Last issue saw the Sinner Six brutally defeat Spider-Man after his re- appearance. J. Jonah Jameson has become leader of a youth movement that demands an end to the dictatorship that has installed the WEBB, a defense system that they claim is needed to stop super-terrorists.
The Sinner Six is not the only villain Spider-Man encounters. At the end of last issue's events the thing that was Dr. Octopus takes Spider-Man in its tentacles and seemingly attempts to bury him next to his family graves.
Needless to say, Spider-Man is utterly defeated and there is no hope in sight. Issue #3 reveals the true purpose behind Dr. Octopus's actions as well as revealing a surprise villain that has been in hiding up until now.
Issue #3 begins with a battered Peter weeping next to the grave of Uncle Ben. The WEBB system lies activated in the sky. Peter laments that he has failed and could not save anyone. He asks to himself why Ben lied to him.
Meanwhile, Jameson is sent in as a prisoner to Mayor Waters's office. Waters makes motions to cut Jameson's throat. Instead, Jameson grabs the dagger held by Waters and manages to stab his would-be killer in the throat. Waters's advisor, "Edward," looks unperturbed. Jameson realizes he has been played and attempts to attack "Edward." He succeeds in only making "Edward" ooze black liquid.
We return to Peter and Octopus. Octopus communicates to Peter that he has brough the web-slinger here to dig up the remains of the Parker family. Peter is shocked, thinking that Octopus was going to kill him. Octopus wants Spider-Man "to bring them all back" and he flings open the grave containing the corpse of Mary Jane.
Still delusional, Peter recalls the day Mary Jane died. He lay there watching Mary Jane struggle as the cancer (caused by Peter's irradiated bodily fluids) ate her away. Gunshots are heard outside the hospital window. Peter reluctantly leaves and he recalls that Mary Jane meant to say "Go get 'em, tiger." Back in the present, Peter cries out in despair while holding the corpse of Mary Jane. He calls himself a liar for saying he would never hurt her. And with that Mary Jane's corpse disappears back into her grave via Octopus's tentacles.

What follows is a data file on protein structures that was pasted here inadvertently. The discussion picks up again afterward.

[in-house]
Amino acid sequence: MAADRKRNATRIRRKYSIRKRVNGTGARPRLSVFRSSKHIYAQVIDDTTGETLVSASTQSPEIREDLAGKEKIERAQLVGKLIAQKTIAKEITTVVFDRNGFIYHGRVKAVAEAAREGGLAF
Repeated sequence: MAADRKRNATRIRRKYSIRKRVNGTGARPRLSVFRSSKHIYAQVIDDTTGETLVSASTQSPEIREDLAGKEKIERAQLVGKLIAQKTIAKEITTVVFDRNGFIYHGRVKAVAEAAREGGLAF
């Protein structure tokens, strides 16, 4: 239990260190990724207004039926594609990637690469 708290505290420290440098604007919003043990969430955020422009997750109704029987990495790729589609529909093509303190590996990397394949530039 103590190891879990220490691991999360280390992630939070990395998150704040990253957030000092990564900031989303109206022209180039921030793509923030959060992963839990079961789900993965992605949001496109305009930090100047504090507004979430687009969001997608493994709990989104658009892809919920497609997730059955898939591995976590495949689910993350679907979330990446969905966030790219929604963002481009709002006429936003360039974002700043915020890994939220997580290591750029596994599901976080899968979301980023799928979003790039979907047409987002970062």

Our next scene depicts Kasey mulling over the murder of the young hacker by Kraven the Hunter (see the review of Spider-Man: Reign #2 for more details). She takes off her head garment and it is revealed to be a make-shift mask.
We once again return to the newscasters on the Daily Bugle telecast. They comment on the positive benefits of the WEBB system and cut to "Edward" announcing why WEBB is needed. It is then revealed that Mayor Waters survived Jameson's attack. He argues with the old man that enlisting the help of "Edward" was necessary. Jameson attacks the deal and flatly states that Waters made a pact with the devil. "Edward" interrupts their argument and promptly shows his true form...the alien symbiote known as Venom (still not shown to the reader)!!! Even the Reign officers present are shocked by the turn of events. Mayor Waters stands by vainly stating that "we can work this out." At this moment he has realized what a fool he was for associating with Venom.
Back on the streets of New York City, citizens and reporters are shocked when the WEBB system breaks down. General chaos engulfs the city as Kasey runs away from symbiotic remnants of Venom. The real reason behind WEBB was not to protect the city but to act as a conduit for Venom's monstrous outgrowths. These remnants are forcibly swallowing up the people of New York City. Kasey has the foresight of running to an abandoned church, previously seen as the meeting place of Jameson's followers. She informs the children to run for their lives.
The Reign officers don't know what to do. They stand in utter horror as the symbiotic monsters rip into the crowd. An attempted desertion prompts the group to take faith in the men running the WEBB system. It seems as if some of the Reign might finally develop a conscience.
We finally return to Peter. He opens the casket of Mary Jane and looks for something he hasn't worn in a long time. Meanwhile, Venom takes great pleasure in taunting Jameson (now fully revealed). Another short scene shows Kasey ringing the huge church bell in defiance of the monstrous Venom remnants. The creatures disappear. Kasey realizes that Jameson always suspected something was afoot and chose the church for protection. He knew all along. Kasey leads the children in adopting masks and they go out to take back the city.